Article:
PUTRAJAYA: The presence of warships in the South China Sea and Straits of Malacca is sending the “wrong signal” which is not healthy for peace and stability in the area, says the Prime Minister.
While Malaysia could not enforce a “warship-free area” in the two areas, it was of the opinion that there should be no military vessels nearby, said Tun Dr Mahathir Mohamad.
“This is because some countries, which see other countries having warships here, are already asking if they should also be sending theirs. That’s not healthy.
“We prefer if there are no warships around Malaysia,” he said at a press conference yesterday.
Malaysia is flanked by the South China Sea on the east coast of the peninsula and the Straits of Malacca – known as one of the most important shipping lanes in the world – on its west coast.
The South China Sea has been a contentious area, with disputes occurring over island and maritime claims among countries, namely Malaysia, China, Brunei, the Philippines and Vietnam.
An estimated US$5 trillion (RM19 trillion) worth of global trade passes through the South China Sea and many non-claimant states want the South China Sea to remain as international waters.
To promote this, several states, including the United States, conduct “freedom of navigation” operations.
Recently, however, China has been building up its military presence in the area.
US Defence Secretary Jim Mattis, at the recent Shangri-La Dialogue in Singapore, said China’s military build-up in the South China Sea and its deployment of high-end weapons systems in the disputed waterway is designed to intimidate and coerce neighbours.
Beijing had deployed a range of military hardware, including anti-ship missiles, surface-to-air missiles and electronic jammers across the South China Sea, where it has built islets and other maritime features into hardened military facilities.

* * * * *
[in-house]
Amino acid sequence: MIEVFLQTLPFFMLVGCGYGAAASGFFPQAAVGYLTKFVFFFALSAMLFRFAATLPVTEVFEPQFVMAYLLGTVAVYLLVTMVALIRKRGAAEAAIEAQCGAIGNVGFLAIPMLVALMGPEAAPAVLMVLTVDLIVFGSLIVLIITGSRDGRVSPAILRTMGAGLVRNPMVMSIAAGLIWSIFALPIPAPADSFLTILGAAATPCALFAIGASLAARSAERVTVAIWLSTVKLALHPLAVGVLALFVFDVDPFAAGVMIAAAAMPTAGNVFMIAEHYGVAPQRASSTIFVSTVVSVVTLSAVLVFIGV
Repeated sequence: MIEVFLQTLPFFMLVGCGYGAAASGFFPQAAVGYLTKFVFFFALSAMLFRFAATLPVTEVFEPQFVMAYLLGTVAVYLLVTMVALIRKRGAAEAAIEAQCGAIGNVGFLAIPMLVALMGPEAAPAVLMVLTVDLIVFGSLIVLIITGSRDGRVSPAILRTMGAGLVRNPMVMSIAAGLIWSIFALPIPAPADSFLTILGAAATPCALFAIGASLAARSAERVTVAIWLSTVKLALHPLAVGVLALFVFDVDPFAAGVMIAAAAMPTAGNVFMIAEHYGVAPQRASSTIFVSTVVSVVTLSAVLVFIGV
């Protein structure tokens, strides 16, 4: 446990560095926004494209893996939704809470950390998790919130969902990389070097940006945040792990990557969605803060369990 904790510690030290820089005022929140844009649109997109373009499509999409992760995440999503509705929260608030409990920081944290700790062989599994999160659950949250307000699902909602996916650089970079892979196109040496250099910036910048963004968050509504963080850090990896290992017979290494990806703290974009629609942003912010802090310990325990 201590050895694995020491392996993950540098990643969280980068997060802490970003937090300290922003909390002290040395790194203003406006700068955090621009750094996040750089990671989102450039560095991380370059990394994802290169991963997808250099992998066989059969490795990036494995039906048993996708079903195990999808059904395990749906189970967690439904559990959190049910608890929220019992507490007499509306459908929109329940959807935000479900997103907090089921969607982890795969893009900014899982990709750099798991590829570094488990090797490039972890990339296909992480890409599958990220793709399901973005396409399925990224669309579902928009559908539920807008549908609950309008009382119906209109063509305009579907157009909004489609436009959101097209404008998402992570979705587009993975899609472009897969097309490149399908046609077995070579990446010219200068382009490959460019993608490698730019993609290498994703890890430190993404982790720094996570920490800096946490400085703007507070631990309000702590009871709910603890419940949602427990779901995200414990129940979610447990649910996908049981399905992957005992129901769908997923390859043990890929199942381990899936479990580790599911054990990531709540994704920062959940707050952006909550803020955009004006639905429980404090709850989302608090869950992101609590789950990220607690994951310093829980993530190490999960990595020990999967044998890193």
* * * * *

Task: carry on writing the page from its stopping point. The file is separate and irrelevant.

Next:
Assoc Prof Dr Jatswan Singh from the Department of International and Strategic Studies at Universiti Malaya said Malaysia is rightly opposed to the presence of foreign warships near its waters.
He said Malaysia and Asean had always maintained a neutral stance. But the South China Sea is now seeing a lot of Chinese military activity, which may affect freedom of navigation in the future.
“We have to look at whether the major powers can ensure freedom of navigation, which is vital to international trade,” he said.
Dr Jatswan said Dr Mahathir had a valid point in raising Malaysia’s concerns.
He added that when warships appeared close to the country’s territorial waters, it can turn South-East Asia into a theatre of major power rivalry, which was a problem during the Cold War.
Prof Dr Aruna Gopinath, a specialist on terrorism and counter-terrorism, said that the presence of warships near a country’s borders does not send a good signal.
It could indicate that the country is in trouble or that others are eyeing the country and its resources.
“No country wants to see the presence of foreign warships near its waters, because it raises the question of whether the foreign country has an agenda for being there,” she said.
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